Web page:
The CECAP was approved by Dallas City Council on May 27, 2020. Now, the real work begins! Follow our progress here.
A Statement from the Mayor
On Climate Change:
“Dallas is a healthy, safe and economically vibrant city. But to be a truly resilient city, Dallas must prepare for the effects of climate change. I want Dallas to continue to be a leader in efforts to reduce emissions and improve our air quality. Through our collective efforts and a focus on common-sense, data-driven solutions, we can ensure that our great city continues to thrive in the decades to come.”
– Mayor Eric Johnson
What Are the Risks?
The average annual temperature will increase in Dallas, especially if we do not begin to reduce global greenhouse gas emissions. In climate models, this is referred to as the “high emissions scenario”. Temperatures during the summer are frequently over 100°F, and by the middle of this century, we can expect about 30-60 MORE days over 100°F under the high emissions scenario. These heat waves will be more frequent, hotter, and longer than the ones we have experienced historically. Not only does this pose a health threat by heat stroke and other heat-related illness, but it also creates stagnant air conditions, resulting in poor air quality. Extreme heat also increases stress on the energy supply, and combined with cold, wet winters, will also shorten the lifespan of our roads.
Heat waves will contribute to droughts by drying out the soil and evaporating water from our reservoirs. Climate models also predict a decrease in overall annual precipitation, and an increase in the frequency, intensity, and length of severe droughts. This will strain the water supply for the region, as well as degrade the water quality of our lakes and rivers, since pollutants will become more concentrated.
It may be counter-intuitive, but severe flooding events will also become more frequent. Over the next few decades, seasonal swings in weather will be fairly extreme, with colder, wetter winters and hotter, dryer summers. It doesn’t even out, though. Most of the rainfall will occur during the spring in heavy precipitation events, and droughts will still be a problem the rest of the year.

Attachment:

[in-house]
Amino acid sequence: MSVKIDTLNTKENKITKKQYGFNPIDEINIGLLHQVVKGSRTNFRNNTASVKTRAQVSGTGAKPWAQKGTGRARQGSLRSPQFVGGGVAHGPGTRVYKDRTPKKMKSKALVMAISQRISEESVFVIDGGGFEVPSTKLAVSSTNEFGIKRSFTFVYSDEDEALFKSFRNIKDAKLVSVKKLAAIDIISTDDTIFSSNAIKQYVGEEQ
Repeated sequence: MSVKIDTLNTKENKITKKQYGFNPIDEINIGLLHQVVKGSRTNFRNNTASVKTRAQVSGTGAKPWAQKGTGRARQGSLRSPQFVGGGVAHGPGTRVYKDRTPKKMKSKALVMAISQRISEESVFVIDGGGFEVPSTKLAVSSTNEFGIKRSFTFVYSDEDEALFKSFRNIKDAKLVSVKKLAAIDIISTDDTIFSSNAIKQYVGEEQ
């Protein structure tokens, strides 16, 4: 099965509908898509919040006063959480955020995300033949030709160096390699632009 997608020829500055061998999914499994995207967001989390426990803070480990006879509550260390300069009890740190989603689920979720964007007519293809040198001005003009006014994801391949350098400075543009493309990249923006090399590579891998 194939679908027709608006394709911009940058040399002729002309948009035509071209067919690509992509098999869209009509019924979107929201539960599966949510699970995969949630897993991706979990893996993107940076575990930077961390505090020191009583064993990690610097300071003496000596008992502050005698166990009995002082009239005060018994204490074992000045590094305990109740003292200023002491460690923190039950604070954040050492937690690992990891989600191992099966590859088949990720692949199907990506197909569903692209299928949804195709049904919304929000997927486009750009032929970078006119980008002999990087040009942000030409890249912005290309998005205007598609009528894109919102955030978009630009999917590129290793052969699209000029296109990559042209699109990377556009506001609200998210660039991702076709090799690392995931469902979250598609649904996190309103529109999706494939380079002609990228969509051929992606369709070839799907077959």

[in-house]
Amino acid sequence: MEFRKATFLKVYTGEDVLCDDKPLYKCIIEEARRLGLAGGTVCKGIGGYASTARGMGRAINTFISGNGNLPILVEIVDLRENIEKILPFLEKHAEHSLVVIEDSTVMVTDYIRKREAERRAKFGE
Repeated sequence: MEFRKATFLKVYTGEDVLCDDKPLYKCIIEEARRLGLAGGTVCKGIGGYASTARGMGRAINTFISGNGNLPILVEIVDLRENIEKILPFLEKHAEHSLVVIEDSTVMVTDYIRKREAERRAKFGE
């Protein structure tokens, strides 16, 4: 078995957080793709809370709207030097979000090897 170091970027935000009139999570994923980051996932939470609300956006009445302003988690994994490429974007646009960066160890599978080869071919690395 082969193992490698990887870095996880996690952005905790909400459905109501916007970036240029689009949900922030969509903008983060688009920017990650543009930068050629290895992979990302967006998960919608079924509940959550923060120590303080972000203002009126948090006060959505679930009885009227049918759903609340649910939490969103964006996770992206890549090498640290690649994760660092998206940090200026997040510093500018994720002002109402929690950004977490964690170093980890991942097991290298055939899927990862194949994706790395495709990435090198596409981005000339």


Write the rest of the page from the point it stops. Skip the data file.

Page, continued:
More carbon dioxide in the air results in increased pollen production in some plants, like ragweed. This, combined with a longer growing season thanks to warmer fall and winter temperatures, can result in worsening allergies for some people. It may also trigger higher asthma and respiratory illness rates. Changing climate also results in increased risk from vector-borne illnesses (diseases that use another animal or insect as a host for part of their life cycle). We all know about the West Nile Virus, but others like the Chikungunya Virus and Chagas Disease could move into new territory as the range of the host organism expands or changes.
What is the City Doing?
In January 2019, the Dallas City Council approved the Dallas Climate Resolution that directed staff to develop an effective, actionable climate plan. Per this resolution, the Comprehensive Environmental and Climate Action Plan (CECAP) is to build upon existing planning efforts, to benchmark against other U.S. city climate planning efforts, be generally consistent with national and international climate planning protocols, include a robust community engagement effort, and outline a series of actions to reduce greenhouse gas emissions, help the community adapt to a climatically different future, and comprehensively enhance environmental quality across Dallas.
Comprehensive Environmental & Climate Action Plan (CECAP)
The Dallas Comprehensive Environmental & Climate Action Plan (CECAP) was unanimously approved on May 27, 2020 and is a comprehensive roadmap that outlines the activities that the City will undertake to improve quality of life, to reduce greenhouse gas emissions, to prepare for the impacts of climate change, and to create a healthier and more prosperous community. It builds upon our understanding of future impacts from climate change, other environmental challenges facing Dallas, and the data from the 2015 City of Dallas greenhouse gas inventory. The CECAP leverages existing efforts by the City and builds upon an active public outreach and engagement effort to solicit input from businesses, community organizations, residents, and stakeholders, to create an effective and equitable Dallas plan that everyone can implement. Follow the CECAP Implementation progress here.
is not just about emissions reductions. The CECAP is about improving overall public health, resilience, and quality of life in Dallas.
What Can You Do?
Exciting new opportunities to get involved with the CECAP implementation process and other environmental initiatives will be coming soon. In the meantime, check out our upcoming events, view the CECAP and related resources, and contact us for more information!